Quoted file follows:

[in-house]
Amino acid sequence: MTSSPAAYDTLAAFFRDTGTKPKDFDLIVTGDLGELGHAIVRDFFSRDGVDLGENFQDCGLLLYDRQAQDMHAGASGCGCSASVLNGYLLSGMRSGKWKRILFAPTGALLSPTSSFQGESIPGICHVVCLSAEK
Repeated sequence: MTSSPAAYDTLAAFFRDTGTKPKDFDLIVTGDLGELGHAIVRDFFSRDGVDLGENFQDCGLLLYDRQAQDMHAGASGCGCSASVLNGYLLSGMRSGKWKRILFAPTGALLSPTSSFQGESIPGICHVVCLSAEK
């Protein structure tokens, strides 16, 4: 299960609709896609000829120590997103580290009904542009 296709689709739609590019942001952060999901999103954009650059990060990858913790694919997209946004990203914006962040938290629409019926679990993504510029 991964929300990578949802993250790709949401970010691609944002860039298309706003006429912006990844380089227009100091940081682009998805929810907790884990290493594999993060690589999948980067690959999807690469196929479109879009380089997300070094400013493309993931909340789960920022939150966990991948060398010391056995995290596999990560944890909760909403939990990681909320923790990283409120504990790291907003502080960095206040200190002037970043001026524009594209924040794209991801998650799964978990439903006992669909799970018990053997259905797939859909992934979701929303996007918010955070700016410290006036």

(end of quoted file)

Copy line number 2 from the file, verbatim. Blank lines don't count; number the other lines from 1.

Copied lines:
Amino acid sequence: MTSSPAAYDTLAAFFRDTGTKPKDFDLIVTGDLGELGHAIVRDFFSRDGVDLGENFQDCGLLLYDRQAQDMHAGASGCGCSASVLNGYLLSGMRSGKWKRILFAPTGALLSPTSSFQGESIPGICHVVCLSAEK